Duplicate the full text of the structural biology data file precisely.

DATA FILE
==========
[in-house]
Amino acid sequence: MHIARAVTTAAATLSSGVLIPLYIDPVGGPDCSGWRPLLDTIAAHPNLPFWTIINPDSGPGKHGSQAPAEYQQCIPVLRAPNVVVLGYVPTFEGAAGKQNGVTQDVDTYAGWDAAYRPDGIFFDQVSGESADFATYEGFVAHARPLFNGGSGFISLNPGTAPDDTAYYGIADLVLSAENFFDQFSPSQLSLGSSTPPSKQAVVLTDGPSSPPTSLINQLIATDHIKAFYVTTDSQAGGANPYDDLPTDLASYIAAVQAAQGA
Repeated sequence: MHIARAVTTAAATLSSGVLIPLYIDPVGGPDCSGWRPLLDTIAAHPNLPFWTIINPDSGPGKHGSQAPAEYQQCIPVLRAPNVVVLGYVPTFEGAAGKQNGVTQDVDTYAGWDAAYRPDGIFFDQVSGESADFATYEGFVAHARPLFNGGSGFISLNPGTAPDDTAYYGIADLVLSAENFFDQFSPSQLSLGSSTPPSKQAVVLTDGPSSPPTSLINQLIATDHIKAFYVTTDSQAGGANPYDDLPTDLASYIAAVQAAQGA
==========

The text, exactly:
[in-house]
Amino acid sequence: MHIARAVTTAAATLSSGVLIPLYIDPVGGPDCSGWRPLLDTIAAHPNLPFWTIINPDSGPGKHGSQAPAEYQQCIPVLRAPNVVVLGYVPTFEGAAGKQNGVTQDVDTYAGWDAAYRPDGIFFDQVSGESADFATYEGFVAHARPLFNGGSGFISLNPGTAPDDTAYYGIADLVLSAENFFDQFSPSQLSLGSSTPPSKQAVVLTDGPSSPPTSLINQLIATDHIKAFYVTTDSQAGGANPYDDLPTDLASYIAAVQAAQGA
Repeated sequence: MHIARAVTTAAATLSSGVLIPLYIDPVGGPDCSGWRPLLDTIAAHPNLPFWTIINPDSGPGKHGSQAPAEYQQCIPVLRAPNVVVLGYVPTFEGAAGKQNGVTQDVDTYAGWDAAYRPDGIFFDQVSGESADFATYEGFVAHARPLFNGGSGFISLNPGTAPDDTAYYGIADLVLSAENFFDQFSPSQLSLGSSTPPSKQAVVLTDGPSSPPTSLINQLIATDHIKAFYVTTDSQAGGANPYDDLPTDLASYIAAVQAAQGA